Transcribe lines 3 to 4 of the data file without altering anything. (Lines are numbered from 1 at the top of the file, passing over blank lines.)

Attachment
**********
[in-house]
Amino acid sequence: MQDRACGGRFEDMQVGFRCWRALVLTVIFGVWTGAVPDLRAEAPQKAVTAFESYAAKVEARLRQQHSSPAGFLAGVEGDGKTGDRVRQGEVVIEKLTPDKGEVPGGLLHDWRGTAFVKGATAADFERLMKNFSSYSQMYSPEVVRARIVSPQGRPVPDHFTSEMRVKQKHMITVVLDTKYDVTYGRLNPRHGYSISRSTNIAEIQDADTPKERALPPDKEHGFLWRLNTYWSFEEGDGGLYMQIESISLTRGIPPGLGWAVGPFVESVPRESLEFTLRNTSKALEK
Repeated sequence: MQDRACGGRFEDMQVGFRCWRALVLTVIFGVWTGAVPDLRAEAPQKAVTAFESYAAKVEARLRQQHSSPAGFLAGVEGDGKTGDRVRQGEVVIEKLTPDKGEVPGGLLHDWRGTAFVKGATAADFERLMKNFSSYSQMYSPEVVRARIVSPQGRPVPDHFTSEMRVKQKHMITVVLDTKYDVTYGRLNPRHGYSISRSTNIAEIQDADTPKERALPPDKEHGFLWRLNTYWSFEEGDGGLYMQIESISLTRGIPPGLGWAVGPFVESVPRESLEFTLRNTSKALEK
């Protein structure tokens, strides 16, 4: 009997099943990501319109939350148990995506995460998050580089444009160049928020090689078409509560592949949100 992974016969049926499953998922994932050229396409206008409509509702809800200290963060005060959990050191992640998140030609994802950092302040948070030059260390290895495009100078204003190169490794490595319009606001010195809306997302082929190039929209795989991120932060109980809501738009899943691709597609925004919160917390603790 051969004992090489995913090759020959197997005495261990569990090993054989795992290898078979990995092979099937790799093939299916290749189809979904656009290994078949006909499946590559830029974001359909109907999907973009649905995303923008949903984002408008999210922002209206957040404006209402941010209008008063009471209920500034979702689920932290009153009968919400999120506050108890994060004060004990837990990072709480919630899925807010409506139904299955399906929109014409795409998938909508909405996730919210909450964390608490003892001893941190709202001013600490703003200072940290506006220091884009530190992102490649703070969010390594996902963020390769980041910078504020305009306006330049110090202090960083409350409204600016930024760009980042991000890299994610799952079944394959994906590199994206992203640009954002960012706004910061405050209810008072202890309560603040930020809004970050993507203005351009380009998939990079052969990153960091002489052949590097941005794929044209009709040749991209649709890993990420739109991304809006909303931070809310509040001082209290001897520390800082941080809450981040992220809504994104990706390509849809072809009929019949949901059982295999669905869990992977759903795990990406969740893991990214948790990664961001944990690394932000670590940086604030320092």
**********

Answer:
Repeated sequence: MQDRACGGRFEDMQVGFRCWRALVLTVIFGVWTGAVPDLRAEAPQKAVTAFESYAAKVEARLRQQHSSPAGFLAGVEGDGKTGDRVRQGEVVIEKLTPDKGEVPGGLLHDWRGTAFVKGATAADFERLMKNFSSYSQMYSPEVVRARIVSPQGRPVPDHFTSEMRVKQKHMITVVLDTKYDVTYGRLNPRHGYSISRSTNIAEIQDADTPKERALPPDKEHGFLWRLNTYWSFEEGDGGLYMQIESISLTRGIPPGLGWAVGPFVESVPRESLEFTLRNTSKALEK
């Protein structure tokens, strides 16, 4: 009997099943990501319109939350148990995506995460998050580089444009160049928020090689078409509560592949949100 992974016969049926499953998922994932050229396409206008409509509702809800200290963060005060959990050191992640998140030609994802950092302040948070030059260390290895495009100078204003190169490794490595319009606001010195809306997302082929190039929209795989991120932060109980809501738009899943691709597609925004919160917390603790 051969004992090489995913090759020959197997005495261990569990090993054989795992290898078979990995092979099937790799093939299916290749189809979904656009290994078949006909499946590559830029974001359909109907999907973009649905995303923008949903984002408008999210922002209206957040404006209402941010209008008063009471209920500034979702689920932290009153009968919400999120506050108890994060004060004990837990990072709480919630899925807010409506139904299955399906929109014409795409998938909508909405996730919210909450964390608490003892001893941190709202001013600490703003200072940290506006220091884009530190992102490649703070969010390594996902963020390769980041910078504020305009306006330049110090202090960083409350409204600016930024760009980042991000890299994610799952079944394959994906590199994206992203640009954002960012706004910061405050209810008072202890309560603040930020809004970050993507203005351009380009998939990079052969990153960091002489052949590097941005794929044209009709040749991209649709890993990420739109991304809006909303931070809310509040001082209290001897520390800082941080809450981040992220809504994104990706390509849809072809009929019949949901059982295999669905869990992977759903795990990406969740893991990214948790990664961001944990690394932000670590940086604030320092």